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Imagine your're planning a family-driving trip to the mountains.  You pack, load everyone in the car and you set off with one tank of gas.  When the gas runs out, you have a load of frustrated family members, you don't know wheter to borrow money for another tank of gas to go forward on your journey or head back hone in disappointment.

Sounds ridiculous doesn't it?   But, if you are not operating your business with a clear vision, this scenario isn’t far off.  If you started your organization with one good idea, hired employees, built a customer base and then, when you are in the growth phase, you don’t have a clear sense of direction you could find your organization running “out of gas”.

 An organizational vision statement is Principle One in Inspired Potential Coaching’s Model for Building Your Company to Support Your Life.

A focused vision and purpose can ignite the fires of creativity, determination and passion that get you jumping out of bed in the morning, excited about your day!  It keeps you going forward on those days when you wonder why you ever thought owning your own business was a good idea!

In their book Business Evolves, Leadership Endures, the authors state “Vision transcends strategy – it is a sixth sense, the awareness of what will exist prior to it actually existing, the ability to see around the corners.”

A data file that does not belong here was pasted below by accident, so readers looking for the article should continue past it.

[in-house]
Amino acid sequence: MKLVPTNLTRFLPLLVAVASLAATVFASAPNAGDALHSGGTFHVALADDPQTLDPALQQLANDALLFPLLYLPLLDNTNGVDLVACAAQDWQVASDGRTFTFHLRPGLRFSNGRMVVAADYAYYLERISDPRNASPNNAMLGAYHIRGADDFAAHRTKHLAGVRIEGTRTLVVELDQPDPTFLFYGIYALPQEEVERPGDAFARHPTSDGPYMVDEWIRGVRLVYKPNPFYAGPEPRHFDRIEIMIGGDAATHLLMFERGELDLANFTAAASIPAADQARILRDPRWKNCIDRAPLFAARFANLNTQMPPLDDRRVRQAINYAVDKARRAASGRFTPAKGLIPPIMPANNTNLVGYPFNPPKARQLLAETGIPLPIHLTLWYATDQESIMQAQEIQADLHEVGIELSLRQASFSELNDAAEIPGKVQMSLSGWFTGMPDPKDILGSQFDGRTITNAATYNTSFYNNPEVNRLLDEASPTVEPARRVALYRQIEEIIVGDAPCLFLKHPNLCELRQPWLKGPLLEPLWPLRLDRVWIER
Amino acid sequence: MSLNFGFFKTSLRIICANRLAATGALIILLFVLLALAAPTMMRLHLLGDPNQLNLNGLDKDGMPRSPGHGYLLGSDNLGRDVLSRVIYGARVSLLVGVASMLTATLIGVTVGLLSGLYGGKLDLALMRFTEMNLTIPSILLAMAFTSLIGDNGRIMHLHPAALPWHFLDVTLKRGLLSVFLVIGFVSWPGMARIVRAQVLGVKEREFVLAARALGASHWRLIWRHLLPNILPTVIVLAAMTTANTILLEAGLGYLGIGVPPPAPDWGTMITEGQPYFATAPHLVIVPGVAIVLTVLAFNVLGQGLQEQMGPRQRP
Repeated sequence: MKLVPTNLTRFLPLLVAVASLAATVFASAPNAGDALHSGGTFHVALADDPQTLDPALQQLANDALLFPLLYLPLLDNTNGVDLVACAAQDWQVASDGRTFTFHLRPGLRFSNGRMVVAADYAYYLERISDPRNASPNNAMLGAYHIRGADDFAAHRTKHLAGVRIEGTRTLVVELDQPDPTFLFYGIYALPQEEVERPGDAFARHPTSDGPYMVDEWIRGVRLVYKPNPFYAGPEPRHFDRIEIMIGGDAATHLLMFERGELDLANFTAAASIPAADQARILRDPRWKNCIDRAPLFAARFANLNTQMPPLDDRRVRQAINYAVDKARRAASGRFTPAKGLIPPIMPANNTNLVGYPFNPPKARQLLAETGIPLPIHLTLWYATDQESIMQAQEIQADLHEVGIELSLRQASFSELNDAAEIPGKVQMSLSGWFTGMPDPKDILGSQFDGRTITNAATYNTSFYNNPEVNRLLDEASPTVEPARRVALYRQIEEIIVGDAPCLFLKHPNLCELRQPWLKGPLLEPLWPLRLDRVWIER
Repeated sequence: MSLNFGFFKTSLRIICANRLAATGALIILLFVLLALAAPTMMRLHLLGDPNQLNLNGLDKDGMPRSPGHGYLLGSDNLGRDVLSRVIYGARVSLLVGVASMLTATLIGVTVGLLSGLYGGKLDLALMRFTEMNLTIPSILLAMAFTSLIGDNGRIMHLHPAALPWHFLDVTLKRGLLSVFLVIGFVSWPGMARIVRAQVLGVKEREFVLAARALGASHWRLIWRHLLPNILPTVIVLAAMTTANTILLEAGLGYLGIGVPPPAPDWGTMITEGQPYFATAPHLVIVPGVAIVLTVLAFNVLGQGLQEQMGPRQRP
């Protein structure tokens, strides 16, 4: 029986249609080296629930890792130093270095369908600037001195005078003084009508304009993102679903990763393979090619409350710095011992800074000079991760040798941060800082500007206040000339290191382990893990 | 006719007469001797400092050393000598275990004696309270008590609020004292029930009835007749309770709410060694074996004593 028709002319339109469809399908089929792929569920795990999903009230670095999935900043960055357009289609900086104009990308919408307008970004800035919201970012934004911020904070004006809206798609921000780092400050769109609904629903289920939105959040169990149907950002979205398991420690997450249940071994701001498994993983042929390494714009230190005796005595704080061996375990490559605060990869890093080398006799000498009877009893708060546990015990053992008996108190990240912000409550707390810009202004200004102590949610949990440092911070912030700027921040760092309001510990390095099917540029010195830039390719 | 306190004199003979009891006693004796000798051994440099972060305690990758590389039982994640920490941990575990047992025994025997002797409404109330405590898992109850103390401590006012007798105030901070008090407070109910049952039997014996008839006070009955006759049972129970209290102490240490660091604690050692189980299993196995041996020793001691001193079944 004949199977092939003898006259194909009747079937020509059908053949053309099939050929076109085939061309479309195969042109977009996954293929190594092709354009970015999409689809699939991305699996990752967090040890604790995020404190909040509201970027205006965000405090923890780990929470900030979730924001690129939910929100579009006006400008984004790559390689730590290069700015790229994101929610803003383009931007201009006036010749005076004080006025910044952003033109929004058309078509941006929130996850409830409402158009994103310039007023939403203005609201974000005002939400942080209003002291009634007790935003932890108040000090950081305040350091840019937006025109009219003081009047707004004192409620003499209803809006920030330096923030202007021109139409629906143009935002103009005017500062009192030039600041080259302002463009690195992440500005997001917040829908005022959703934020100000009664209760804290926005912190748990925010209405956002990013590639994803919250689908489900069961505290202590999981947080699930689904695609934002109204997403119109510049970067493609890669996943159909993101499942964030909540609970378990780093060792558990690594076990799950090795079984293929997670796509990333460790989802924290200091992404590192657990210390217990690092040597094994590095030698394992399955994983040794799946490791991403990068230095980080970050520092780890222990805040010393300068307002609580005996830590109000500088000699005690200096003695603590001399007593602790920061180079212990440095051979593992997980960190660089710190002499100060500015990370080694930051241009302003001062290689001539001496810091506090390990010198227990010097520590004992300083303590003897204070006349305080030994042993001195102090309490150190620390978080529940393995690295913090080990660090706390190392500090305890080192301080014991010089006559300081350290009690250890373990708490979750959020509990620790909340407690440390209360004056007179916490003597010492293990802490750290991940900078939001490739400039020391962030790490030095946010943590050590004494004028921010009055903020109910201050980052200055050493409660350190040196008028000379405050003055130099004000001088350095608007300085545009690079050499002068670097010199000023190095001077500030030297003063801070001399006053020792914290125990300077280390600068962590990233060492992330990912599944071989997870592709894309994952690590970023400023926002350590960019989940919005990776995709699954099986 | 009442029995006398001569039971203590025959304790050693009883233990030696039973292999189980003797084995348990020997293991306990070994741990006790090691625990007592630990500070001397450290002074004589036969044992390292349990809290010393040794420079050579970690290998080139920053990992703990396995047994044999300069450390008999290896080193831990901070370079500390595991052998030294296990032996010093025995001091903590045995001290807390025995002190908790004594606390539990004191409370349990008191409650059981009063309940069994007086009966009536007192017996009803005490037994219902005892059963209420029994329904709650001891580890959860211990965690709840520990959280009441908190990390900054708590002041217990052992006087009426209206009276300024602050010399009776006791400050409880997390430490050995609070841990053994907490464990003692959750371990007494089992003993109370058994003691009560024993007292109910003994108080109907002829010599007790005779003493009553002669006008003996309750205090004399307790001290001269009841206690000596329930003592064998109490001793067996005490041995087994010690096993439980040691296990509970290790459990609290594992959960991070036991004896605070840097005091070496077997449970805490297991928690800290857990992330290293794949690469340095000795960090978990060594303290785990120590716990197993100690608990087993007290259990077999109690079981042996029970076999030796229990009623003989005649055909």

A company vision is the highest purpose for existing.  What does your organization offer to make life easier, more meaningful, or prosperous for your customers or clients? What void or gap are you filling that really makes a difference?

A defined vision also helps you build consensus.  Your managers and employees can begin to build for the long-range future of the organization by having a common target to work toward.  As a leader of your company, your role is to inspire others to share that vision.

Organizational vision is also important in retaining employees.  In their book, Impending Crisis, Too Many Jobs, Too Few People, authors Roger Herman, Thomas Olivo and Joyce Gioia tell us that the top two strategies for attracting and retaining good employees are: creating and Instilling core values for the organization and taking advantage of vision and planning.

If you agree it’s time to reclaim your business vision I suggest:

   1. Take time away from the office with your key managers and ask the “big” questions:

Why are we in business?  What is the highest purpose for our existence?  What Values do we operate from?

   2. Create a vision statement and communicate it clearly to your employees.
   3. Review your strategic plans, business plans, and marketing plans and ask: Are these consistent with our vision and purpose?


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